This was a tough one. I attempted writing my version to Maya’s and my love story specifically for our wedding website. A few people provided me with similar feedback. “This doesn’t sound like you, Cecilia. You’re a romantic. Don’t write facts. Write from your heart.” They were right. I tried
Thinking about getting engaged? Already engaged? It is a lifetime commitment. And it can be so, so wonderful. And so, so hard. Here are some blog posts of stories and advice to lead you through this bittersweet time in your life.
I was mind-blown. I expected to be baffled with disbelief. But no, I was baffled with…assurance. You see, this particular advice would have been ideal to hear before becoming engaged. I made a commitment that I don’t intend to break. And yet, I am assured I made the best decision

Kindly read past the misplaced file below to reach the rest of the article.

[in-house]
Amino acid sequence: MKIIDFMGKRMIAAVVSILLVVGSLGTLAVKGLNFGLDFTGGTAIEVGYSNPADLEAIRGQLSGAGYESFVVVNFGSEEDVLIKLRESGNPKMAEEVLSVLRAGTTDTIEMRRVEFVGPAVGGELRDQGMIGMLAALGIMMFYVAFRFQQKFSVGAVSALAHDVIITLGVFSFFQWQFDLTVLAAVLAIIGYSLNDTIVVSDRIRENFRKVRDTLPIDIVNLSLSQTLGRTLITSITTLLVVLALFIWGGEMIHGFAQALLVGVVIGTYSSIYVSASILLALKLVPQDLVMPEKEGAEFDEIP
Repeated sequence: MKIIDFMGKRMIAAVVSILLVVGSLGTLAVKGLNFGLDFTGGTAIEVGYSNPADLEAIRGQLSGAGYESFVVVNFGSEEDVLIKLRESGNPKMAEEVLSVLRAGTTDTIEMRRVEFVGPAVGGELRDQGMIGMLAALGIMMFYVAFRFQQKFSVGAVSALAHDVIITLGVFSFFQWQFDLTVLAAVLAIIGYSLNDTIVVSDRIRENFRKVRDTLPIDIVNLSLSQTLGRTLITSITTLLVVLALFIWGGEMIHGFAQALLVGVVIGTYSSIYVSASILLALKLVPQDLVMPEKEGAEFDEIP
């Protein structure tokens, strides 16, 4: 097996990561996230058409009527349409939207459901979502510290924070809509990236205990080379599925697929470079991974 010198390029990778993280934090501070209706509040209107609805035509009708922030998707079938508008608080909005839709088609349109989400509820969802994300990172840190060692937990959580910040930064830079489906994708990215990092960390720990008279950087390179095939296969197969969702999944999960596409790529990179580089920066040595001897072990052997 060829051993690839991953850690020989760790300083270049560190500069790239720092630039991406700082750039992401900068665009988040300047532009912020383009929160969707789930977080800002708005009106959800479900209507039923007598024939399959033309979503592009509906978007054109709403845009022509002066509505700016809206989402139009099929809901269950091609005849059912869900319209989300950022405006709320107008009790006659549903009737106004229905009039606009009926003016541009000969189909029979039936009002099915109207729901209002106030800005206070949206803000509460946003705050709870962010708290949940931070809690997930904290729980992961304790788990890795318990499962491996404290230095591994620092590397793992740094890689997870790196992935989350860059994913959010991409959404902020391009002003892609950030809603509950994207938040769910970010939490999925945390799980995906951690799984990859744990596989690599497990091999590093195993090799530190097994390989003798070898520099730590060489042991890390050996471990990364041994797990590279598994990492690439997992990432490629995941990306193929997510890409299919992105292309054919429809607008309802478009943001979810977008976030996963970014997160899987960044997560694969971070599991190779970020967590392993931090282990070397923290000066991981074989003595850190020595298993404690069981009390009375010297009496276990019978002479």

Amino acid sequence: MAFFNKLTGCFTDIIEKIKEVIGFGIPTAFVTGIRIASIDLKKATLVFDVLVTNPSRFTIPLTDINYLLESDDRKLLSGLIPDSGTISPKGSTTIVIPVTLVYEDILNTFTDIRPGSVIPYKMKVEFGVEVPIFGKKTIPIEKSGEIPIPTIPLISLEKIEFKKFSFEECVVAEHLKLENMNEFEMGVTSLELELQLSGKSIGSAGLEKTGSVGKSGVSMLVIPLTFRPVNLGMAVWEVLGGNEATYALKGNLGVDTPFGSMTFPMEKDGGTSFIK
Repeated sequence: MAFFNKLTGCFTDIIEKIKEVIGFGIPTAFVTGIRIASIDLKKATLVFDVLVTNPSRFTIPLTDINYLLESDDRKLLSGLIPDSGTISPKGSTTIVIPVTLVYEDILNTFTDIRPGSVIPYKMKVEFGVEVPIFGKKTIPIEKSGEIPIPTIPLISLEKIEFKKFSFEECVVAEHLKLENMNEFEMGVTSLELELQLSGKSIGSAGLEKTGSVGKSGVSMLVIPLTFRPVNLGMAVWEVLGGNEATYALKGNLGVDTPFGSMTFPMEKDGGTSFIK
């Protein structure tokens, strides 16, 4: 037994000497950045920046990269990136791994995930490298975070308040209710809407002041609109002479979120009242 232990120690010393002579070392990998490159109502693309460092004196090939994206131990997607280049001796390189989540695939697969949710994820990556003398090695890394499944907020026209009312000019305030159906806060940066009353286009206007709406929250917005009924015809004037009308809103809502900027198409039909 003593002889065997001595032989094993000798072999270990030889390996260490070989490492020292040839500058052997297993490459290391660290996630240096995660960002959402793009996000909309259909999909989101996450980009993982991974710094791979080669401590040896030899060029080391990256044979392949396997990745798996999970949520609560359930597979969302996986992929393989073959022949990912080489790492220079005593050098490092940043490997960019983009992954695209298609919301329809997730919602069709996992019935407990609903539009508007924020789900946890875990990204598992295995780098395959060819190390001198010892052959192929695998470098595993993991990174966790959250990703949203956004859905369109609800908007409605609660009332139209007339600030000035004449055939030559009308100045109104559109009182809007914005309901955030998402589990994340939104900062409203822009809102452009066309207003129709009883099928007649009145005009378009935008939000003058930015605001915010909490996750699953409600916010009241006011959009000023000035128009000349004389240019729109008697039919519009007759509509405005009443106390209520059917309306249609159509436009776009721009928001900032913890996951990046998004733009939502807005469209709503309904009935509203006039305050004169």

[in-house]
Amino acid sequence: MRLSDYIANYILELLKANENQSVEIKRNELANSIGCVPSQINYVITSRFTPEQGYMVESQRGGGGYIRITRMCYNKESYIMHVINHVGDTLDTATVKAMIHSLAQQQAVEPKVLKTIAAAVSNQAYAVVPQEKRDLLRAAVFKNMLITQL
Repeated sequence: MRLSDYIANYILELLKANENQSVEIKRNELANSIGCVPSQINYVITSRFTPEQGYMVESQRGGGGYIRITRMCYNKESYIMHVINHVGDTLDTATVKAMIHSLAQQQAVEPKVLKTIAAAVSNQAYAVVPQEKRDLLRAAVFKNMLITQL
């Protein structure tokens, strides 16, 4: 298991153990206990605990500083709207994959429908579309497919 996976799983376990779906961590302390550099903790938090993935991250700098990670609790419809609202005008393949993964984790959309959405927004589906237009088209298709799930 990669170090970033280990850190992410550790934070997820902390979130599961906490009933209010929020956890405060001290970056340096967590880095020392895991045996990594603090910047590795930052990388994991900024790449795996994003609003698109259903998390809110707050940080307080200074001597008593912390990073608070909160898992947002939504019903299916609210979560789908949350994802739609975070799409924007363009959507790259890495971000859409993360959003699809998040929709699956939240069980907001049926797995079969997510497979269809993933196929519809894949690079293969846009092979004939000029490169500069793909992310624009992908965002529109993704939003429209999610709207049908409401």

Pride Month is wrapping up. Many have been celebrating and decking out in every imaginable color from personal wardrobes to Target store racks. Others have been remembering and honoring lost heroes and friends. Some have discovered the novelty of their identities while a few more committed to becoming allies. And
Last weekend, I proposed. But you were already engaged. Yes, I know I proposed too. So, why ask her to marry you when you already said yes to her? Reciprocate the request for their commitment. That’s precisely the first reason why I proposed. Maya asked me but I didn’t ask
I think most of us are well-aware of the unsolicited “advice” you’re bombarded with once the wedding planning takes off. I often find this “advice” to be in response to ideas expressed by the individual getting married. People intend to be helpful, I would think. But often times, it’s discouraging
Since ancient Rome, it has been traditional for the groom-to-be to ask the bride-to-be’s father for their permission to marry their daughter. This tradition has become controversial in Western society in recent decades, especially today. The roots of this tradition remind us of when sexism and chauvinism were manifested and